“It looks like there was a war,” he said.
The economic conditions for black residents are among the worst in urban areas in America, despite sustained efforts to improve them. In Pittsburgh, nearly 45% of black children live in poverty. Only Milwaukee, Buffalo and Cleveland have higher rates, according to a University of Wisconsin study last year of the nation’s 50 largest cities.
In the study, Pittsburgh ranked among the worst for a range of economic and social indicators for black residents. It had the fourth lowest annual median income for black households at $ 33,121. The city was fifth worst in homicide death rates among black residents, and it was third worst on a measure of economic mobility.
The city is set to elect its first black mayor, Ed Gainey, who is running on issues of diversity and equity. Mr Gainey won the Democratic primary this month, beating current Mayor Bill Peduto. There are no Republicans in the running, which means Mr Gainey will almost certainly be the city’s next mayor in November.
In an interview, Mr Gainey, who lives a few blocks from where Mr Motley grew up, said he wanted to strengthen affordable housing and workforce development programs, and he lamented that the city did not have a black middle class neighborhood. “If we don’t see growth for everyone in this city, then we don’t see growth,” he said.
To take control of the synagogue-owned site, Motley teamed up with the developer who built the Google offices. The company, Walnut Capital, announced in February that it was providing a $ 2 million grant to Larimer, in part to fund workforce development.
Todd Reidbord, chairman of Walnut Capital, said the company plans to build a pedestrian bridge over a road and rail line to connect the rest of Larimer to Bakery Square. The company has hired a black artist for a public art project, and two black chefs will be working at a new restaurant on the site.
“I think we all have this distinct attitude that we need to dispel,” said Donna Jackson, president of the Larimer Consensus Group, a resident organization. “Cross this bridge. Go buy yourself some food. Go to Starbucks.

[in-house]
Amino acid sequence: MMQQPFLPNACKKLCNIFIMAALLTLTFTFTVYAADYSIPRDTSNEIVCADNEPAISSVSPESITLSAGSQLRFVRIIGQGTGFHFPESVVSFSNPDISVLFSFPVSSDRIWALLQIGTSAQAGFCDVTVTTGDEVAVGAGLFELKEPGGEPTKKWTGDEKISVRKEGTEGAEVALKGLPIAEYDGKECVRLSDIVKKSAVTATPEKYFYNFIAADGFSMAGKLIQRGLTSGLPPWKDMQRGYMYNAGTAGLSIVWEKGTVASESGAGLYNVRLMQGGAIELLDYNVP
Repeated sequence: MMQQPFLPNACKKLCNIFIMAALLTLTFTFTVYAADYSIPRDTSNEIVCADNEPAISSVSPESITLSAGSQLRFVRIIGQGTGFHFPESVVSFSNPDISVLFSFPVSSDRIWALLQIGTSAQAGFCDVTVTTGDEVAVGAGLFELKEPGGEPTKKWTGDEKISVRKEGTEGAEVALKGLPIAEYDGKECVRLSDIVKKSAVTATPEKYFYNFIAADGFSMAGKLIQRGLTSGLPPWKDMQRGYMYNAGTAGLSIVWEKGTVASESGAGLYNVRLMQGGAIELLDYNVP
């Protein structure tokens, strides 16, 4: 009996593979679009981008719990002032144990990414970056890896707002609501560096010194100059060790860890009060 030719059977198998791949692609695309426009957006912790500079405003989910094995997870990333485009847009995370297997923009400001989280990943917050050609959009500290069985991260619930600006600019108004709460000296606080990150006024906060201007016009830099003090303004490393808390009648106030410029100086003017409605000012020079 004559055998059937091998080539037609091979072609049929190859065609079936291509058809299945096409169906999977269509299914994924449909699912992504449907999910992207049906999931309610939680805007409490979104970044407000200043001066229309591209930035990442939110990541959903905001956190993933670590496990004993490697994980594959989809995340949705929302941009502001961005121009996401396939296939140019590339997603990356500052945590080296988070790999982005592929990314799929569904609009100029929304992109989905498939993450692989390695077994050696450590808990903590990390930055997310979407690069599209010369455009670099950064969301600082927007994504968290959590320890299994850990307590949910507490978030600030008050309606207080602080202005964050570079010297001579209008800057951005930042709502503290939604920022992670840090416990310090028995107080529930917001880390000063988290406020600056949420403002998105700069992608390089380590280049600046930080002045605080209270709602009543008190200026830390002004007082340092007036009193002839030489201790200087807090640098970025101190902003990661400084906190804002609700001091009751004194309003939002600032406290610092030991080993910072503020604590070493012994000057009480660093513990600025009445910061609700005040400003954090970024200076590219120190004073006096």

Sit down and read.
Mr Motley said Pittsburgh’s relatively small size and pool of talented people allows for potentially powerful connections that might not happen in big cities.
One example was the founding of Black Tech Nation, a nonprofit organization that aims to empower black tech professionals in Pittsburgh and beyond.
Kelauni Jasmyn, who moved to Pittsburgh in 2016 to take a three-month coding course, said the idea arose out of her questioning why there was no black tech community in the city. A year later, she organized a one-day forum on the issue. It only attracted 85 people, but it raised its profile throughout the city.
Sean Sebastian, a white venture capitalist from Pittsburgh, invited her to his office and became a mentor. He put her in touch with Mr. Motley.
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Today, she is the founder and CEO of Black Tech Nation, a networking and support group, which has more than 700 Black software engineers and other members. “Our #DigitalWakanda is coming soon!” says his website.
Separately, in January, Ms. Jasmyn, Mr. Sebastian and Mr. Motley launched a $ 50 million fund called Black Tech Nation Ventures to invest in technology companies.
“I don’t think I could have started this anywhere other than Pittsburgh, especially around the time I was here,” Ms. Jasmyn said. “It’s so small and yet there are a lot of powerful people.”
Write to Kris Maher at [email protected]